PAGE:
In sum, despite the relevance of the topic and the increased research activity over the last two decades, there is still a considerable lack of knowledge when facing the question to identify the most effective treatment for depression in diabetes. Especially, due to the combination of interventions in the collaborative care trials with sound methodology, e.g. [19–21], it is impossible to identify the effective components of compound treatments or to evaluate the superiority of one treatment (e.g. antidepressants) above another (e.g. cognitive behavioral therapy, problem solving training). Finally, there exist no published data to identify the best treatments among effective treatments; and more specifically, to our knowledge no trial was conducted comparing pharmacological to psychological interventions in patients with diabetes and comorbid depression.
To address this lack of knowledge we conducted the Diabetes and Depression Study (DAD study), a randomized, multicenter, controlled trial comparing a diabetes-specific CBT to SER in poorly controlled diabetes patients with major depression.
Current status of the trial
Data analysis phase.
Research objectives and endpoints
The aim of the planned study is to evaluate the efficacy of a diabetes-specific CBT combined with diabetes education versus a continuous treatment with SSRI (SER) combined with diabetes education in high-risk patients with poorly controlled insulin-treated type 1 or type 2 diabetes mellitus and depression.
Principal research question
Does a diabetes-specific psychotherapy (CBT) or antidepressant medication (SER) improve long-term glycemic control in patients with poorly controlled diabetes and depression?
CBT leads to a better improvement of glycemic control when compared with SER at the one-year follow-up in patients who initially responded to short-term therapy (CBT or SER) with regard to improvement in depression.
Primary endpoint: Change of glycemic control (hemoglobin A1C).
To provide clear scientific evidence whether the two most widely established treatments (SSRI and CBT) for patients with depression but without additional somatic diseases can be applied to high-risk patients with poor metabolic control of insulin-treated diabetes and comorbid depression.
CBT and SER are both effective in terms of remission of depression after 12 weeks in an open label trial as well as at the one-year follow-up.
remission of depression: no longer fulfilling the DSM-IV-TR criteria for depression according to the Structured Clinical Interview for DSM-IV, SCID , and depression score according to the HAMD –Interview  < = 7;
improvement of depression (>/= 50% reduction of (HAMD-baseline score);
improved generic HRQoL, per SF-36 ; and
decreased problems in daily living with diabetes, per PAID .
Study design, setting, recruitment and procedures
The recruitment of the patients took place between April 2006 and May 2009 in 70 trial centers of outpatient secondary care (specialized diabetological practices and ambulatory care health services in clinics) located in different parts of Germany (predominantly in the Rhine-Main area, Ruhr area and Düsseldorf/Köln). Four coordinating trial centers (Bochum/Dortmund, Mainz, Düsseldorf/Köln and Bad Mergentheim) organized the recruitment activities in the diabetological trial centers located in their vicinity. All insulin-treated outpatients with diagnosed type 1 or type 2 diabetes registered in the respective diabetological trial centers within the age range of 21 to 69 years and with an HbA1c value >7.5% received a letter by their diabetologist with a patient information leaflet about the trial. They were invited to participate and informed that they would receive a telephone call by a research assistant. During the telephone call, the research assistant provided further information about the trial and asked consent for the baseline assessment, which then took place in one of the diabetological trial centers. After having provided written informed consent, medical eligibility criteria of a patient was checked by his or her diabetologist.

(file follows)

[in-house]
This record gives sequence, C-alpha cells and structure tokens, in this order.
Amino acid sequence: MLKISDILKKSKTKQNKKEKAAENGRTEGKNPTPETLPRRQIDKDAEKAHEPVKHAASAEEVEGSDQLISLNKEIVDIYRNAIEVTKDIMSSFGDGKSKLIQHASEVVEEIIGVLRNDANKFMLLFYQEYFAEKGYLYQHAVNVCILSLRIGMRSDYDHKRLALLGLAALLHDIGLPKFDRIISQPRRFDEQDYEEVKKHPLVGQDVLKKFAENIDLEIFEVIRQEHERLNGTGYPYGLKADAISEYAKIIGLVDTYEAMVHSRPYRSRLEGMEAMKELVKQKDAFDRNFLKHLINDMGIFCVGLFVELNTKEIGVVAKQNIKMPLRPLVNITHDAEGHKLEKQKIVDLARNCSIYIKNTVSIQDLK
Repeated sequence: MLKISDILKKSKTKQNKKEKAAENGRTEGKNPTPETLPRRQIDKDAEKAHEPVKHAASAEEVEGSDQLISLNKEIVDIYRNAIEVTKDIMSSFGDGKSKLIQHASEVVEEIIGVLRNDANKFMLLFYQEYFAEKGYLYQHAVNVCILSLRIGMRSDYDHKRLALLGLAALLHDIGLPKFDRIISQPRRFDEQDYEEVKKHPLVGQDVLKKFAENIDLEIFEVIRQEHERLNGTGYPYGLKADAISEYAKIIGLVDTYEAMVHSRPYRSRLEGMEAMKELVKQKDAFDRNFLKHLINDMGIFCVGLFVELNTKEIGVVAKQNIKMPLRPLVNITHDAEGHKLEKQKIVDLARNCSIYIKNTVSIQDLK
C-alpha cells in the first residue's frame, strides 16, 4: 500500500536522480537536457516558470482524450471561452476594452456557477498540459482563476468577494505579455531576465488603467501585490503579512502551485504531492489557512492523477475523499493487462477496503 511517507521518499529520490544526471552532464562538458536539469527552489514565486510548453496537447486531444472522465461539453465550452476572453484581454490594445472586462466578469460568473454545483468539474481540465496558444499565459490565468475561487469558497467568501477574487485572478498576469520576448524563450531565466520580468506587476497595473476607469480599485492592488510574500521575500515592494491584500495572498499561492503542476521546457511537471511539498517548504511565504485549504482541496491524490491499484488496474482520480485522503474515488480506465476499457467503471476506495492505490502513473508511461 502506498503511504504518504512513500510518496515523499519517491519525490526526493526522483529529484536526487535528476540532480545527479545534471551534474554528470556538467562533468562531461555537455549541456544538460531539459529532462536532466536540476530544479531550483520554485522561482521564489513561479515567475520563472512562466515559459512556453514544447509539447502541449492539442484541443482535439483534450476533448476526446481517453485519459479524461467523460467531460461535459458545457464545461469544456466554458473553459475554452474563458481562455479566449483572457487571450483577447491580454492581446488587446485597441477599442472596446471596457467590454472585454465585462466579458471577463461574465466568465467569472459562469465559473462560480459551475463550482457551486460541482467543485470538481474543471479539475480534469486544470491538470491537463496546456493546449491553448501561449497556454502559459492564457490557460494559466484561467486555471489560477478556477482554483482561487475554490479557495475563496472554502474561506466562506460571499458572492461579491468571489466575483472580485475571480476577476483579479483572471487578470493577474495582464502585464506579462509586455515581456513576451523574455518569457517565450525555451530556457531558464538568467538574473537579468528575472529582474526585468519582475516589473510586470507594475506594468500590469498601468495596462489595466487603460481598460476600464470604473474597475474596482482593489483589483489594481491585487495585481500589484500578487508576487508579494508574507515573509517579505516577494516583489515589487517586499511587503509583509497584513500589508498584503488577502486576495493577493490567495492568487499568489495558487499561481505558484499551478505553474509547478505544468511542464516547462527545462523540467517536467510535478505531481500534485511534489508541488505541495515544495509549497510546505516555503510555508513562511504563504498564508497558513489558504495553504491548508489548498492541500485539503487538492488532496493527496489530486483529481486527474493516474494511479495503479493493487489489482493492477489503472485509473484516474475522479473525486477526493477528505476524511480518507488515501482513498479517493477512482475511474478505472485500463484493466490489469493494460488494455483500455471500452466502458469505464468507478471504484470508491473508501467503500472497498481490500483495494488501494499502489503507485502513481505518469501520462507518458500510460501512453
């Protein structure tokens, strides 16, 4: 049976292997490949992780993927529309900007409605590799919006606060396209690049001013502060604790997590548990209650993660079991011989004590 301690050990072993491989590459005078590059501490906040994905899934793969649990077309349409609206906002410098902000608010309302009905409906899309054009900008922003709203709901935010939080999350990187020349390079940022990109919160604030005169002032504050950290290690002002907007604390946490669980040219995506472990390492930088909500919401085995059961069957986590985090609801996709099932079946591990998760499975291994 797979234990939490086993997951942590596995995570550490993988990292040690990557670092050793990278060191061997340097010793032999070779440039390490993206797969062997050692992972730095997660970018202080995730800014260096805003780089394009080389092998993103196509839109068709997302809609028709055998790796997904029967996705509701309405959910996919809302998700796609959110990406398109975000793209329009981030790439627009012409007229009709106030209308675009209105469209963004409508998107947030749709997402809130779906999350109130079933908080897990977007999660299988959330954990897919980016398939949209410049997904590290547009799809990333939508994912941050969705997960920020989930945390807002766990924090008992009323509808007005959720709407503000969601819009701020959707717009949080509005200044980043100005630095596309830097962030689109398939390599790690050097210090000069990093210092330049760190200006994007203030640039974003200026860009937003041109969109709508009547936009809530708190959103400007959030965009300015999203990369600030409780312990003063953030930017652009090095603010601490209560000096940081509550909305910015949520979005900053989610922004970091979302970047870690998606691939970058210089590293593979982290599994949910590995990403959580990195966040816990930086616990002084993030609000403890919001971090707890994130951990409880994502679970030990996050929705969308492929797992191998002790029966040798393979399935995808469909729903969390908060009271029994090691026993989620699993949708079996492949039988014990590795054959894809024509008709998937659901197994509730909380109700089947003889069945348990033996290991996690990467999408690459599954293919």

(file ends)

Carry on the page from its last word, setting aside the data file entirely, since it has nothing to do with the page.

Psychological eligibility criteria such as depression, excluded history of schizophrenia etc. were assessed by clinical psychologists who had undergone an intensive standardized training provided by one of the authors (MJM). Depression was measured in a two stage screening-procedure starting with a questionnaire-based screening (German version  of the Centre for Epidemiologic Studies Depression Scale (CES-D) , followed by the Structured Clinical Interview for DSM-IV (SCID)  for those patients who were screened positive. Severity of depression was measured with the HAMD. To assure the quality of the HAMD training we first established an expert standard rating (which consisted of an agreement of three highly experienced raters). During the training we computed chance-corrected coefficients (weighted κ) of rating agreement with the expert standards for the single items and the total score of the HAMD. Item ratings within the accepted range of the standard rating ± 1 obtained a full credit of 1 and ratings outside the accepted range a weight of 0 (no credit). Values of κw > 0.40 denote acceptable chance-corrected agreement, coefficients κw > 0.80 indicate almost perfect strength of agreement . High interrater reliability (κ>0.80) was achieved for most of the HAMD items and excellent interrater reliability was demonstrated for the total score (κw 0.96 ± 0.08), thus indicating that the raters were well trained before the beginning of their assessment in the DAD study. Further psychosocial variables were assessed using psychometric questionnaires (described in the ‘Measures’ section).